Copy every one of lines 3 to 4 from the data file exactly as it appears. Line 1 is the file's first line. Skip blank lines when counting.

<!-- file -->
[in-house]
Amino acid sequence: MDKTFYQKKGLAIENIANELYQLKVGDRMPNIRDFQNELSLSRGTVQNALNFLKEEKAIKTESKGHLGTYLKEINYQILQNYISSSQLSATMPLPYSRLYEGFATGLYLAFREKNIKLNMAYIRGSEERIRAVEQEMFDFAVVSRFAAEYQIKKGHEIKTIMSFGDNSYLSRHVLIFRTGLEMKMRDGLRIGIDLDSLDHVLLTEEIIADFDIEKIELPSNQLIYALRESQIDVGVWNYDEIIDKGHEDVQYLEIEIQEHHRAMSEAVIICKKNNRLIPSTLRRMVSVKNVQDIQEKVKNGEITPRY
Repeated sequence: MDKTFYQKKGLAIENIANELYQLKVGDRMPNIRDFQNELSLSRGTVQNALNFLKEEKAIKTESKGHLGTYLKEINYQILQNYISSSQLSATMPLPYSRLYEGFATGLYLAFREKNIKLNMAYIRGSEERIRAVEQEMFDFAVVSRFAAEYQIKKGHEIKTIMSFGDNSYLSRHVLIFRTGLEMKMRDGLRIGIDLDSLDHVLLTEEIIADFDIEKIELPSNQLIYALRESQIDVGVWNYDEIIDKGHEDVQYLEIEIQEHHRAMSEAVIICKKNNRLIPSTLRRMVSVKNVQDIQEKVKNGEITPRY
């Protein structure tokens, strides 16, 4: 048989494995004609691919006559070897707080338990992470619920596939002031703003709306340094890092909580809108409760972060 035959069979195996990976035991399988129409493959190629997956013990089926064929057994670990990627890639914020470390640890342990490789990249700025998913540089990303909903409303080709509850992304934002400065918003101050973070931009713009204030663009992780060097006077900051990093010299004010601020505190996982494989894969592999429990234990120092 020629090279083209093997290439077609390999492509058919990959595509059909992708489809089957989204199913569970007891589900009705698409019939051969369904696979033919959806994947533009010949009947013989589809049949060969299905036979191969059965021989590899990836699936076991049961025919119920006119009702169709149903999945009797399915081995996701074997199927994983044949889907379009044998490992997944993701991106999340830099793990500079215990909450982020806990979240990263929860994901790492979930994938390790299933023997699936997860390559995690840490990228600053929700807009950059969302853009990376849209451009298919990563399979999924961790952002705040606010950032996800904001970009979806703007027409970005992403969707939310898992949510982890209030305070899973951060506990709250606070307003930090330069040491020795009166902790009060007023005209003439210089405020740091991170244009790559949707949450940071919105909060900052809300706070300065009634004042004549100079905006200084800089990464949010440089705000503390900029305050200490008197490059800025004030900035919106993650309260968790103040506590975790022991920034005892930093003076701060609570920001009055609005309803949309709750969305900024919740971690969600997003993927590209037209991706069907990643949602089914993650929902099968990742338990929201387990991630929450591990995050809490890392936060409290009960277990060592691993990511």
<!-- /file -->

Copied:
Repeated sequence: MDKTFYQKKGLAIENIANELYQLKVGDRMPNIRDFQNELSLSRGTVQNALNFLKEEKAIKTESKGHLGTYLKEINYQILQNYISSSQLSATMPLPYSRLYEGFATGLYLAFREKNIKLNMAYIRGSEERIRAVEQEMFDFAVVSRFAAEYQIKKGHEIKTIMSFGDNSYLSRHVLIFRTGLEMKMRDGLRIGIDLDSLDHVLLTEEIIADFDIEKIELPSNQLIYALRESQIDVGVWNYDEIIDKGHEDVQYLEIEIQEHHRAMSEAVIICKKNNRLIPSTLRRMVSVKNVQDIQEKVKNGEITPRY
């Protein structure tokens, strides 16, 4: 048989494995004609691919006559070897707080338990992470619920596939002031703003709306340094890092909580809108409760972060 035959069979195996990976035991399988129409493959190629997956013990089926064929057994670990990627890639914020470390640890342990490789990249700025998913540089990303909903409303080709509850992304934002400065918003101050973070931009713009204030663009992780060097006077900051990093010299004010601020505190996982494989894969592999429990234990120092 020629090279083209093997290439077609390999492509058919990959595509059909992708489809089957989204199913569970007891589900009705698409019939051969369904696979033919959806994947533009010949009947013989589809049949060969299905036979191969059965021989590899990836699936076991049961025919119920006119009702169709149903999945009797399915081995996701074997199927994983044949889907379009044998490992997944993701991106999340830099793990500079215990909450982020806990979240990263929860994901790492979930994938390790299933023997699936997860390559995690840490990228600053929700807009950059969302853009990376849209451009298919990563399979999924961790952002705040606010950032996800904001970009979806703007027409970005992403969707939310898992949510982890209030305070899973951060506990709250606070307003930090330069040491020795009166902790009060007023005209003439210089405020740091991170244009790559949707949450940071919105909060900052809300706070300065009634004042004549100079905006200084800089990464949010440089705000503390900029305050200490008197490059800025004030900035919106993650309260968790103040506590975790022991920034005892930093003076701060609570920001009055609005309803949309709750969305900024919740971690969600997003993927590209037209991706069907990643949602089914993650929902099968990742338990929201387990991630929450591990995050809490890392936060409290009960277990060592691993990511």